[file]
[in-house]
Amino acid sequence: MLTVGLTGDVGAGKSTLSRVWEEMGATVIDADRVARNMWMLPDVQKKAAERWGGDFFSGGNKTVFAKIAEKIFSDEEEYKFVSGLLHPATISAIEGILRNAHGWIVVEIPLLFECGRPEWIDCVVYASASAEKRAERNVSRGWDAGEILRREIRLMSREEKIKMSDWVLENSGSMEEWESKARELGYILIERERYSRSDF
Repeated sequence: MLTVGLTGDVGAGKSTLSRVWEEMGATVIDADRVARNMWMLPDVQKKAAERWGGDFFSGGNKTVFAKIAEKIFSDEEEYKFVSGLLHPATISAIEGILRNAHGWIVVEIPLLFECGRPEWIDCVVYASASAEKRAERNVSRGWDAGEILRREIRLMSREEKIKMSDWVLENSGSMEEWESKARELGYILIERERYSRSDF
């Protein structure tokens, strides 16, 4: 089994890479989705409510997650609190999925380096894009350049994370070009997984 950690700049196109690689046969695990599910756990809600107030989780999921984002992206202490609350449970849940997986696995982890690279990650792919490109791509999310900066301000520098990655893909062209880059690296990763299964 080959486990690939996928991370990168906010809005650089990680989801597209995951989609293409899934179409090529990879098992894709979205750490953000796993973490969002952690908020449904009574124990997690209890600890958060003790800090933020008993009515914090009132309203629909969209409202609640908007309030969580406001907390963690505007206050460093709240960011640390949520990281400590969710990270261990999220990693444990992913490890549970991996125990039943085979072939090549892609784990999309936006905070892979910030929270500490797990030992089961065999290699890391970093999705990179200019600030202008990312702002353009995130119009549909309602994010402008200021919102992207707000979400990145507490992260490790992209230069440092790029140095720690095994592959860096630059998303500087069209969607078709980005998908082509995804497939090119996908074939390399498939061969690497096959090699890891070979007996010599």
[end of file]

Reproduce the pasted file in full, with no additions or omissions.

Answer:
[in-house]
Amino acid sequence: MLTVGLTGDVGAGKSTLSRVWEEMGATVIDADRVARNMWMLPDVQKKAAERWGGDFFSGGNKTVFAKIAEKIFSDEEEYKFVSGLLHPATISAIEGILRNAHGWIVVEIPLLFECGRPEWIDCVVYASASAEKRAERNVSRGWDAGEILRREIRLMSREEKIKMSDWVLENSGSMEEWESKARELGYILIERERYSRSDF
Repeated sequence: MLTVGLTGDVGAGKSTLSRVWEEMGATVIDADRVARNMWMLPDVQKKAAERWGGDFFSGGNKTVFAKIAEKIFSDEEEYKFVSGLLHPATISAIEGILRNAHGWIVVEIPLLFECGRPEWIDCVVYASASAEKRAERNVSRGWDAGEILRREIRLMSREEKIKMSDWVLENSGSMEEWESKARELGYILIERERYSRSDF
């Protein structure tokens, strides 16, 4: 089994890479989705409510997650609190999925380096894009350049994370070009997984 950690700049196109690689046969695990599910756990809600107030989780999921984002992206202490609350449970849940997986696995982890690279990650792919490109791509999310900066301000520098990655893909062209880059690296990763299964 080959486990690939996928991370990168906010809005650089990680989801597209995951989609293409899934179409090529990879098992894709979205750490953000796993973490969002952690908020449904009574124990997690209890600890958060003790800090933020008993009515914090009132309203629909969209409202609640908007309030969580406001907390963690505007206050460093709240960011640390949520990281400590969710990270261990999220990693444990992913490890549970991996125990039943085979072939090549892609784990999309936006905070892979910030929270500490797990030992089961065999290699890391970093999705990179200019600030202008990312702002353009995130119009549909309602994010402008200021919102992207707000979400990145507490992260490790992209230069440092790029140095720690095994592959860096630059998303500087069209969607078709980005998908082509995804497939090119996908074939390399498939061969690497096959090699890891070979007996010599």